Coenzyme Q10 and Cardiovascular Health.

old message Coenzyme Q10 and Cardiovascular Health. Darrell Miller 12/13/05

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Date: December 13, 2005 11:34 AM
Subject: Coenzyme Q10 and Cardiovascular Health.

CoQ10 is a vitamin-like compound that is produced naturally in the human body and is also found in most living organisms. It is also called ubiquinone, a combination of quinone, a type of coenzyme, and ubiquitous, meaning it exists everywhere in the human body. CoQ10 plays an important role in your body’s energy production and is an essential component of the mitochondria, where it helps to metabolize fats and carbohydrates and maintain cell membrane flexibility. CoQ10 is also involved in the production of several key enzymes that are used to create ATP, which is burned by your body for energy, and used in the energy transfer between mitochondria and cells. Without CoQ10, you would not be able to function!

CoQ10 is also an effective antioxidant that may beneficially affect the aging process. As we age, our body’s production of CoQ10 declines by as much as 80 percent. Because it is so important to energy production, and therefore life, researchers believe that this decline may be a factor in the effects of aging on the human body. Clinical trials on both animal and human subjects have revealed a marked decrease in CoQ10 levels in relation to a wide variety of diseases. As a free radical scavenger, CoQ10 inhibits lipid peroxidation – a normal aspect of the aging process that is implicated in certain agerelated diseases. Studies conducted in the last fifteen years suggest CoQ10 is important for maintaining healthy intracellular activity, and some researchers have compared its efficiency to that of vitamin E, one of the most effective of all dietary antioxidants. Research has shown that CoQ10, along with glutathione and selenium, works to regenerate or recycle vitamin E after it’s capacity to fight radicals has been diminished, thereby allowing vitamin E to remain active as an antioxidant for a longer period of time in your body.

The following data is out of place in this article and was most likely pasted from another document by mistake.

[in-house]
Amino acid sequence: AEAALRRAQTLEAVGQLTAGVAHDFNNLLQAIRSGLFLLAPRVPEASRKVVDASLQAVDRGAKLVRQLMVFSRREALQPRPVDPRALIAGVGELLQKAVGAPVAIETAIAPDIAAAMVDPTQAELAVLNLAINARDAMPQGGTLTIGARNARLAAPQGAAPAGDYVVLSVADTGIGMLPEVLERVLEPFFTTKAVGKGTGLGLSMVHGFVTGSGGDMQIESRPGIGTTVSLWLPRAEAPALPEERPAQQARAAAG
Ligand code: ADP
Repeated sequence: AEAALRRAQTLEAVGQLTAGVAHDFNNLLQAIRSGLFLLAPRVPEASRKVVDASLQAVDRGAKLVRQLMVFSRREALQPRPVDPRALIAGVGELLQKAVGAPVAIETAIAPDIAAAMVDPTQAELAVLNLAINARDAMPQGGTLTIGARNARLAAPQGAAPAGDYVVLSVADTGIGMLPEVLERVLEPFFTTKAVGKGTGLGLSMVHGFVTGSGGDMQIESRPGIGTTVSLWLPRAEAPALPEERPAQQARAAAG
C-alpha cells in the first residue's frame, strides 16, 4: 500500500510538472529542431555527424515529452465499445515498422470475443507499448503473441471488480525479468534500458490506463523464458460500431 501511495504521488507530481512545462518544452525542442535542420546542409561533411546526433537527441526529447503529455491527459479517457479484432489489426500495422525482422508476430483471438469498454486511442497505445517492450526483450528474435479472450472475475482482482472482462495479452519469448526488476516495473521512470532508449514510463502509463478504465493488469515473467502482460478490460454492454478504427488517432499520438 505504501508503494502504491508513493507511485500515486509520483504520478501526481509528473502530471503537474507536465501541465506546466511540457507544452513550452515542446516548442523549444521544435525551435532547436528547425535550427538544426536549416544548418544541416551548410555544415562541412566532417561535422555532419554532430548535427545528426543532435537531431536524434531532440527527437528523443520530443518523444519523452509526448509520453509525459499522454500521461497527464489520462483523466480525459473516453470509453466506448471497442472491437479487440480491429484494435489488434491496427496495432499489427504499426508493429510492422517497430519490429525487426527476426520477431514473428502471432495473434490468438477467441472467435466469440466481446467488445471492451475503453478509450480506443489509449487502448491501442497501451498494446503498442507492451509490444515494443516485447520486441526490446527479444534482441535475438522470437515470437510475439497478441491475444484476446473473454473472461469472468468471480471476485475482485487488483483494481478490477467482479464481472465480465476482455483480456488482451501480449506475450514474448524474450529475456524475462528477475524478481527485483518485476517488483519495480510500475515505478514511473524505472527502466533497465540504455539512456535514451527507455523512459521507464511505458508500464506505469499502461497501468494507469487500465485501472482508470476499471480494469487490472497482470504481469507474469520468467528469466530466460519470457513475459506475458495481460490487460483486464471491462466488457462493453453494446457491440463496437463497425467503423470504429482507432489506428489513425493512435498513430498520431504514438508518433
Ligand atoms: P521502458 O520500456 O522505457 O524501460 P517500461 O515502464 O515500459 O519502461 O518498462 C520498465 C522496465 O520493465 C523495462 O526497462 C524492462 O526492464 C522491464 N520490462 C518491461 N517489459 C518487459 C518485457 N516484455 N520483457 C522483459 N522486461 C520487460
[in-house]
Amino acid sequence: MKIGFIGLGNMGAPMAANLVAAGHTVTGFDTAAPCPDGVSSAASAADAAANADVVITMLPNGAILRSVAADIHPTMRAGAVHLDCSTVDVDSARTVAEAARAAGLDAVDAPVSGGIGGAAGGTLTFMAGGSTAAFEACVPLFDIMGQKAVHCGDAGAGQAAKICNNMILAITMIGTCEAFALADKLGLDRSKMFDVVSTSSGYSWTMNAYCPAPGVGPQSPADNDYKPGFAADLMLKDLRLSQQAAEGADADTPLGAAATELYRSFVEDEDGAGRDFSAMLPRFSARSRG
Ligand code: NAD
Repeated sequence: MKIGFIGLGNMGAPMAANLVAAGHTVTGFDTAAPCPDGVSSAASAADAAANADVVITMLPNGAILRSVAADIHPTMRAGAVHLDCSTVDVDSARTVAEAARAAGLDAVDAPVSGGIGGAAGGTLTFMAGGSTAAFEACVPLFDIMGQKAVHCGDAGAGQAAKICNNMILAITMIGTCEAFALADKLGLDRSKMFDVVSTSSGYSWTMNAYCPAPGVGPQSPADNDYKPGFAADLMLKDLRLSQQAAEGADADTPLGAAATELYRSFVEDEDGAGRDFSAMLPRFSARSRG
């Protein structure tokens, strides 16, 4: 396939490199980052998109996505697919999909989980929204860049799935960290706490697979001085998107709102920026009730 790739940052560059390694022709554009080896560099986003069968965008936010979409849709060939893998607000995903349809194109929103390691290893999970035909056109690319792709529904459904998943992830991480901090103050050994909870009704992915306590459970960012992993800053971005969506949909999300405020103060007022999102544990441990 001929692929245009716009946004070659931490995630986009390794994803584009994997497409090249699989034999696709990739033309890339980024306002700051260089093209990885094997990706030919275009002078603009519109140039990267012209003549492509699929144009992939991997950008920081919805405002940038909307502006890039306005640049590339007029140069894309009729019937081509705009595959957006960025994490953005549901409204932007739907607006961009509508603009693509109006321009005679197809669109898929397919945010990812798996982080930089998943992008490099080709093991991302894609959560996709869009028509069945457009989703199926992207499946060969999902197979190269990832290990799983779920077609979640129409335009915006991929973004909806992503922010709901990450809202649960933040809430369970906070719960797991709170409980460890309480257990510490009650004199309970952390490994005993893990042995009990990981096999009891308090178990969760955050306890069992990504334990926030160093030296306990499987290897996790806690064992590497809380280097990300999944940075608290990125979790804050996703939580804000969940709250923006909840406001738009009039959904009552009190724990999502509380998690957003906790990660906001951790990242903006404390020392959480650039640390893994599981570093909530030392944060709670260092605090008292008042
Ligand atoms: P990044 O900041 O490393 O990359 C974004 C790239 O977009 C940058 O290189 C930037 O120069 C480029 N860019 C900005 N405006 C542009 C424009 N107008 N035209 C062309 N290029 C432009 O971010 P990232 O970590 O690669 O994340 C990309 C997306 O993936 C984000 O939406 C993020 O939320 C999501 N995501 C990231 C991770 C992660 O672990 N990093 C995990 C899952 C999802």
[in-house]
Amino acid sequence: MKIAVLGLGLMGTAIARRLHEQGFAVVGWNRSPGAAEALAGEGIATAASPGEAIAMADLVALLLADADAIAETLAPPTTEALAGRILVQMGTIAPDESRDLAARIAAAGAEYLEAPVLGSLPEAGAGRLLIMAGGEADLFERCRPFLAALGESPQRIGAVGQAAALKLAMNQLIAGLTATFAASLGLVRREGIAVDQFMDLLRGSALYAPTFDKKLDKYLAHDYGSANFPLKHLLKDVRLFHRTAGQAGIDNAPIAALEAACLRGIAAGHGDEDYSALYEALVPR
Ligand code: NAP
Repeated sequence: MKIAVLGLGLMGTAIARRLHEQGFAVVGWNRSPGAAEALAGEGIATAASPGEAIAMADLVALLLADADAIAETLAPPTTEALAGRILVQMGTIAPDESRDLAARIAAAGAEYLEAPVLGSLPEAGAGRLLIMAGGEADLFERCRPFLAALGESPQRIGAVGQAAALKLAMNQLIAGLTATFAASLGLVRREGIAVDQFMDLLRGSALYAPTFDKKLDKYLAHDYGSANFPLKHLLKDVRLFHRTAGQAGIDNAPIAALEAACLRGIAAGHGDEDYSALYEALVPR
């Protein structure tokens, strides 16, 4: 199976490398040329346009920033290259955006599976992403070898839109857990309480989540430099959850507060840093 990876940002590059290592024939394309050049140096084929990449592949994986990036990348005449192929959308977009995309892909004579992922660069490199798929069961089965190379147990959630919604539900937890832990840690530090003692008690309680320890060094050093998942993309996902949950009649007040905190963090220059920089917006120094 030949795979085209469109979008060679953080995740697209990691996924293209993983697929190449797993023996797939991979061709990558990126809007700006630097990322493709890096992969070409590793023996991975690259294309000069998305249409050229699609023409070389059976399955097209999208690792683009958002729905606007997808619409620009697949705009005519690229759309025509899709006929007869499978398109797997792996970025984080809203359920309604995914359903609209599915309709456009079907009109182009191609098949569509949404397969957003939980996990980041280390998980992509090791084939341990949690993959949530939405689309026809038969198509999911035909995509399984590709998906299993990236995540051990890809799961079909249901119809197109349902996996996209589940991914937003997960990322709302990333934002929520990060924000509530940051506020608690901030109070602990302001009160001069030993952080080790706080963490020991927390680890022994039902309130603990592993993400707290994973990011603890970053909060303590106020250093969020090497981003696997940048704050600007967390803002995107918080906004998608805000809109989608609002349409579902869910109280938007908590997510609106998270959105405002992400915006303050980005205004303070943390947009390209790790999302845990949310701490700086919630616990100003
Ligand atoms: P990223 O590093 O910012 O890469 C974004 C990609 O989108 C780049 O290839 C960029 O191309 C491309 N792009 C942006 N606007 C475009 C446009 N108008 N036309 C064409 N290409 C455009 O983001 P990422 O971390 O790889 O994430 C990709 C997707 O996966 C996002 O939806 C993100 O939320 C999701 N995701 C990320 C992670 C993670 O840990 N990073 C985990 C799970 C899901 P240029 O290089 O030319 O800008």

CoQ10 was first discovered by Dr. Frederick Crane of the University of Wisconsin in 1957. One year later, Professor Karl Folkers and others at Merck Inc. identified and recorded CoQ10’s chemical structure, and were the first to produce it through fermentation. Intermittent research led to its use in Japan for cardiac insufficiencies during the 1960’s. Dr. Folkers championed more intensive research into CoQ10’s role in cardiovascular health in 1972, after he and an Italian scientist, Gian Paolo Littarru, discovered that persons with cardiac insufficiencies had very low levels of CoQ10, and supplementation increased CoQ10 levels and positively affected heart health. Soon afterwards, the Japanese developed a method that allowed pure CoQ10 to be produced in quantities large enough for significant clinical trials. During the 1980’s this method was perfected in Japan, and medical technology finally allowed scientists to measure CoQ10 levels in blood and tissues, leading to a surge in further research. It was during this time that a Swedish researcher, Lars Ernster, drew attention to CoQ10’s role as a free radical-scavenging antioxidant. Today a multitude of research supports CoQ10’s health benefits.